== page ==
Yeah, Cooking with Claudine may have been hard to watch but somewhere along the line I ended up with the companion cookbook from that series and I have to say, it's got so really nice recipes in it.

                              1. re: roxlet

                                Funnily enough, my husband fell hard for Claudine. He just loved her. No accounting, and all that.

                              2. I really, no REALLY, do love Jacques and enjoy watching his shows (not counting the annoying ones with his daughter), but when I add them up, I use very few of his recipes. His mother's Les Oeufs Jeannettes is a masterpiece IMHO. However, good looks, charisma, and a smooth french accent do not a great cook make.

                                Over seeing food development at HoJos isn't a stellar peak to ones career, but I'm sure I'll eagerly watch any new series, then make someone elses recipe for dinner.

                                4 Replies
                                1. re: PoppiYYZ

                                  <Over seeing food development at HoJos isn't a stellar peak to ones career, but I'm sure I'll eagerly watch any new series, then make someone elses recipe for dinner.>

                                  Say WHAT? Jacques P├ępin has many highlights in his long and varied career, including being the chef for deGaulle when he was President of France, and also Chef of Le Pavillon in New York.

                                  Director of Product Development at a large corporation is a highly sought after position by chefs. For one thing, it allows them to spend more time with their families, as it is a 9 to 5 job, rather than being the 60+ hours/every weekend evening job in a restaurant.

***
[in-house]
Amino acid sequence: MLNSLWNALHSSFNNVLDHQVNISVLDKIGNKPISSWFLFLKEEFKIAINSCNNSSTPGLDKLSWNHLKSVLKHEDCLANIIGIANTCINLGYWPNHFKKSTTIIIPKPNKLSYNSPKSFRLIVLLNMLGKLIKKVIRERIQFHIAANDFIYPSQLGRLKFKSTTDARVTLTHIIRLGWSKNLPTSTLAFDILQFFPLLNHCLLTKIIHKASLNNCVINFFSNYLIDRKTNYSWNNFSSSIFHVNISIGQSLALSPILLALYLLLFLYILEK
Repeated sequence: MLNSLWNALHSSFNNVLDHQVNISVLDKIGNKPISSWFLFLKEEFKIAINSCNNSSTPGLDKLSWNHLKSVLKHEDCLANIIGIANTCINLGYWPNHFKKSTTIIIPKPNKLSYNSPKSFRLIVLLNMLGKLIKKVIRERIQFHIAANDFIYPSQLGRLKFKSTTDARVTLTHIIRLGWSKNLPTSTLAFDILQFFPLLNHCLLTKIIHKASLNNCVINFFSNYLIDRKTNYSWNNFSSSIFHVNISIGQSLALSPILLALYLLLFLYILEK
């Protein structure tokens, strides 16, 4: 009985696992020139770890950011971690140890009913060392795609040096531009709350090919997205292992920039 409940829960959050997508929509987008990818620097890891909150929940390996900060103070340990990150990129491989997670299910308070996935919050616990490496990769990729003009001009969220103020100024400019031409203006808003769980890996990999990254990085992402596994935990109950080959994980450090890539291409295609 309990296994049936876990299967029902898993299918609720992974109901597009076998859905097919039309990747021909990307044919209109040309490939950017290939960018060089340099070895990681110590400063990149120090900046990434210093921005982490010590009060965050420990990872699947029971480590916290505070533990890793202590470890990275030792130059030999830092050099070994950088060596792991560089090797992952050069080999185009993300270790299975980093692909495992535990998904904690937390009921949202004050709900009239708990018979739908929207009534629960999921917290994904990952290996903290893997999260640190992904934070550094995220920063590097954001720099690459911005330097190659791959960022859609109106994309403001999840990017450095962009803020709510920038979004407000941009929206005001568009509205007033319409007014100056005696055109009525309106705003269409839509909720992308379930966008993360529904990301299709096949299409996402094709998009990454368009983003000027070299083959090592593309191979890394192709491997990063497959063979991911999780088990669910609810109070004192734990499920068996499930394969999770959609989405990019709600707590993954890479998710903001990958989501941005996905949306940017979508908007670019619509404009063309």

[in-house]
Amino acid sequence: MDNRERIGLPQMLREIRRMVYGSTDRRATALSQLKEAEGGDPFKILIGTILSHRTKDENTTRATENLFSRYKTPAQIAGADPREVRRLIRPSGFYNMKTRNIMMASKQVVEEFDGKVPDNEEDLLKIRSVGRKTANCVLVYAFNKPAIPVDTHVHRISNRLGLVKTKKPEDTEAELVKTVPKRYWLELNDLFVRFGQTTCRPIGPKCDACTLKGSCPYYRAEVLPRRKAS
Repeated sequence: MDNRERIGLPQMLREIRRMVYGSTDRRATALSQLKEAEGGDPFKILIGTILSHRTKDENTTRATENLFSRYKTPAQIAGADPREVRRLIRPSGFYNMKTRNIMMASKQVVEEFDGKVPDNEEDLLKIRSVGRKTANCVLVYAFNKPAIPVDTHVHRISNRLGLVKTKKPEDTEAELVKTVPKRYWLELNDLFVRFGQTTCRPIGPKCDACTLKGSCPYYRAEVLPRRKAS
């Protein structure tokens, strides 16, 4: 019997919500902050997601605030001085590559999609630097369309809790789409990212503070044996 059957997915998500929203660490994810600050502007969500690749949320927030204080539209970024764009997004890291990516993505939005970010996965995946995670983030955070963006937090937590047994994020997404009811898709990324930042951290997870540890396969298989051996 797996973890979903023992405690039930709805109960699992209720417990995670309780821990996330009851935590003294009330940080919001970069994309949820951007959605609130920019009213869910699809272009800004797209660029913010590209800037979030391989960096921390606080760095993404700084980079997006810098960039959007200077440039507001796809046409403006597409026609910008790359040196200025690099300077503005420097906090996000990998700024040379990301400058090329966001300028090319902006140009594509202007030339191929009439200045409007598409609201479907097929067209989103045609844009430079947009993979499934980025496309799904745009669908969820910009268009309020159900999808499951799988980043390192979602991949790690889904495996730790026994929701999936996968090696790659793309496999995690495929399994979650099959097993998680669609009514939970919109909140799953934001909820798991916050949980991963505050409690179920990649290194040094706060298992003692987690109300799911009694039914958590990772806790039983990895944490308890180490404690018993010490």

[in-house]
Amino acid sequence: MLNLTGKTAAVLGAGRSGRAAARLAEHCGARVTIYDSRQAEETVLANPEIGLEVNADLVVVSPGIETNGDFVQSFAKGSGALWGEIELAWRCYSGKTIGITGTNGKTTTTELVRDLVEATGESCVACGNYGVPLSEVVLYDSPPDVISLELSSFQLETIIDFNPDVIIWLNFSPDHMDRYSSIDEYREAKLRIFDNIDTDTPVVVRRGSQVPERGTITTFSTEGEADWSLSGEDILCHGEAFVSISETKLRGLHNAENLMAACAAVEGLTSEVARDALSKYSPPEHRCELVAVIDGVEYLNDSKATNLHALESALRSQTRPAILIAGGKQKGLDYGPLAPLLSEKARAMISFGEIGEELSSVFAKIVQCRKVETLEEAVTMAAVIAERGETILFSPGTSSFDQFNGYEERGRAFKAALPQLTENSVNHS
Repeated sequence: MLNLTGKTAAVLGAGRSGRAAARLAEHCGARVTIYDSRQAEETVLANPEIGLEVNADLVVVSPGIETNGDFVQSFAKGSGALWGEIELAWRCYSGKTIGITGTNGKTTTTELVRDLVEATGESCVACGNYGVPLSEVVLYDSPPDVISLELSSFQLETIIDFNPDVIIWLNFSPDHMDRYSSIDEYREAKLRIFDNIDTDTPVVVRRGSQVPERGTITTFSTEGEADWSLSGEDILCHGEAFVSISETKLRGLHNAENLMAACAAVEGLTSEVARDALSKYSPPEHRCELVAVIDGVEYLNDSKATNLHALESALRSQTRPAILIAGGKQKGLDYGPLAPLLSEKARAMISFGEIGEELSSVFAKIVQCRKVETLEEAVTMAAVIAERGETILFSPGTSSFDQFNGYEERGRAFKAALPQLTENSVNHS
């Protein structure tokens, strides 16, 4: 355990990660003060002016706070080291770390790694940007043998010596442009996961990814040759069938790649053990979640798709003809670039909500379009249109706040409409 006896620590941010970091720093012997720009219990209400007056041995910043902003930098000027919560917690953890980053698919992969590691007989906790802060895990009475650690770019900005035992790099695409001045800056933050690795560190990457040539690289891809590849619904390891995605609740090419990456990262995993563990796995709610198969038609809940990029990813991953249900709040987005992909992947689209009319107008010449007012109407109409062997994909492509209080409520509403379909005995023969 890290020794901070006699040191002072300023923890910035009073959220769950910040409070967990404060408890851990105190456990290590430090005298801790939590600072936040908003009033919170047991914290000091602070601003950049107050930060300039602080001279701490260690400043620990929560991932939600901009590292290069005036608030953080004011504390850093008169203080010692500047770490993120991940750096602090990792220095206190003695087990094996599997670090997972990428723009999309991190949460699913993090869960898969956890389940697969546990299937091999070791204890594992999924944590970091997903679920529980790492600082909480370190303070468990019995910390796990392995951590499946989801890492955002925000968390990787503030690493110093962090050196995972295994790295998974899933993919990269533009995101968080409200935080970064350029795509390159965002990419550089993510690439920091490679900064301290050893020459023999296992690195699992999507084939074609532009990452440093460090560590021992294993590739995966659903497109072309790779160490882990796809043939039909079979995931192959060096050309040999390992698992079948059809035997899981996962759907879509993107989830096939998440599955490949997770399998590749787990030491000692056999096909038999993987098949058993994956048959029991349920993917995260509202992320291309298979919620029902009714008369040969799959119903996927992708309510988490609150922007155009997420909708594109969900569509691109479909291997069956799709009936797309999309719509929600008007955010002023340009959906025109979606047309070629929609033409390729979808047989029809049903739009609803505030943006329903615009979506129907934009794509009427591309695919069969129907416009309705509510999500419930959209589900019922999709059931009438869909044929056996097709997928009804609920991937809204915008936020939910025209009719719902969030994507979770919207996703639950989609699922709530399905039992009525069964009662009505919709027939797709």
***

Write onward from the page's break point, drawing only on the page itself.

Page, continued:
1. re: PoppiYYZ

                                    If you read his book 'The Apprentice' you understand why he took the job at HoJo's and what he got out of it. And as others have posted, you'll also get to know more about his other job and achievements.

                                    It's a very good read.

                                    1. re: Withnail42

                                      I loved the book too. I had to laugh at first when I heard him say on air that he worked at "HoJo's". But, it was a great job for him at the time.

                                  2. For Pepin fans, you should consider dining at L'ecole, the restaurant at the French Culinary Institute in NYC. I've been there twice in two years (almost a year ago last), and not only have I spotted Jacques Pepin, I had a friendly chat with him both times.He really is a charming fellow.

                                    1 Reply
                                    1. re: E Eto

                                      Years ago an executive chef who worked for me was an FCI graduate. An escapee from the ad business, he had gone to FCI to facilitate a job change and had chosen that school because of the program. During each unit, one day a week, a student from the class had to demostrate the proper way to prepare whatever the focus of the unit had been for the rest of the class. While they were doing their preparation demonstration, one of the FCI instructors would observe, comment, correct and critique as the demo went along. It was my exec. chef's turn to do the demo during the egg class and he was supposed to demonstrate the correct way to make an omelet. He had no idea who the FCI chef instructor would be to do the observation of demostration, but just about lost it when Jacques Pepin walked in.